- With third-party cookies soon making their exit, many in the industry are working to get ahead of the potentially detrimental impact to ad revenue.
- First-party data will be a publisher’s ticket to thriving in a post-cookie world, which is why deliberate steps must be taken to start taking ownership of said data.
- Starting an email newsletter, diversifying subscription plans or launching a free membership model are easy ways to put a plan for first-party data expertise in motion, experimenting to see what delivers results.
- As momentum builds within an organization for more robust data-building efforts, publishers can learn how Buzzfeed grew its audience segments by more than 200%.
The impending death of third-party cookies is at the forefront of every publisher’s mind, and for good reason. Behavioral targeting and ad revenue growth depend on an intimate understanding of the nuances of audience data and personas: who web visitors are, what content they engage with most, and how they shop and make decisions across their online ecosystem.
While Google’s 2022 goal of phasing out third-party cookies in Chrome will be the final nail in the cookie coffin, the growing importance of first-party data has been in motion for quite some time.
Other recent dynamics, such as the evolution of web browsers or new state and federal privacy acts, will continue to add complexity and undermine the ability of publishers to generate ad revenue – that is, if they don’t act swiftly to adopt organization-wide changes now.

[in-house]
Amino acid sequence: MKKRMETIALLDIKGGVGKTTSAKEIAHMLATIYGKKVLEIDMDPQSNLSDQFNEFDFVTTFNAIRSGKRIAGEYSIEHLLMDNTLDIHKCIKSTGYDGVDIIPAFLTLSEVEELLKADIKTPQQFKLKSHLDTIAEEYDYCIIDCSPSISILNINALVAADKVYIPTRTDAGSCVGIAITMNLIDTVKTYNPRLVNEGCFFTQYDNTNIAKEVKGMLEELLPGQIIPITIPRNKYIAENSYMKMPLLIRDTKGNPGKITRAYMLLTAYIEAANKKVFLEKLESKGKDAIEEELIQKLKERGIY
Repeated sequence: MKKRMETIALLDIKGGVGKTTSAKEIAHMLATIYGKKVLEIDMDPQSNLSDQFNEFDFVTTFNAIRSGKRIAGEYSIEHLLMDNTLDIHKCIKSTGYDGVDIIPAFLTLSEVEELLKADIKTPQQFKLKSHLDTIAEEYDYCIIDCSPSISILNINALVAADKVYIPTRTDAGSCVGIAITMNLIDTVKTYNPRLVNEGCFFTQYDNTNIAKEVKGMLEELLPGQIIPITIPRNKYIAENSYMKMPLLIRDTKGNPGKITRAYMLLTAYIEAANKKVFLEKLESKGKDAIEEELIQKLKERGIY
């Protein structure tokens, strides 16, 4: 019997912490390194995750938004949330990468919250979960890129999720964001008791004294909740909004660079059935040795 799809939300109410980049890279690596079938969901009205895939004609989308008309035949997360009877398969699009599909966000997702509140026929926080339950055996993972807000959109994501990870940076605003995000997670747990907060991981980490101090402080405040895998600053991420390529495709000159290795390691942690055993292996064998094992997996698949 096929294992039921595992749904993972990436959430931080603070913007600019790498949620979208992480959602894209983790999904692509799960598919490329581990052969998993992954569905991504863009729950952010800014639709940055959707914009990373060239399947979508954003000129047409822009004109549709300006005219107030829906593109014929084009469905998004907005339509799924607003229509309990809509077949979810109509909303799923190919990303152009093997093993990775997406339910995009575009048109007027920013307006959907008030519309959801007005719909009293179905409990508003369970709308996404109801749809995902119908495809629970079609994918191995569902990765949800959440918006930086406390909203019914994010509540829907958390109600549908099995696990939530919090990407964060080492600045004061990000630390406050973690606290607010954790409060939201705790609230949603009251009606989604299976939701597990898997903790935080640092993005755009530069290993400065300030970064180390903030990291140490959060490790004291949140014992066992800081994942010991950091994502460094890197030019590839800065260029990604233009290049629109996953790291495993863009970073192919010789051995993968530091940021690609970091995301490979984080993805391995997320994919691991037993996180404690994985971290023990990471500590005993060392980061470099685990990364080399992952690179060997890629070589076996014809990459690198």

Building an entity’s own audience data is the right next step in responding to these shifting sands in the industry.
Whether through intentional small steps that can be taken right away, or through a more robust and time-intensive data-building initiative, publishers can become masters of their own revenue destinies.
An industry’s response to data disruption
Because privacy concerns, the prioritization of the user experience, and the task of managing data responsibly are on their own complicated issues, it’s no wonder publishers make headlines when they formally announce strategies to detach from traditional cookie dependence.
It’s of interest to everyone navigating murky waters to have a peek into how peers are responding. In late May, The New York Times revealed its plans to shed third-party data by 2021, and in July, Conde Nast Health announced its solution for cookie-less audience targeting.
These sweeping and systemic changes in data reliance are important to pay attention to as publishers of any size work to re-calibrate their organizations, but there’s too much at stake to opt for a wait-and-see approach.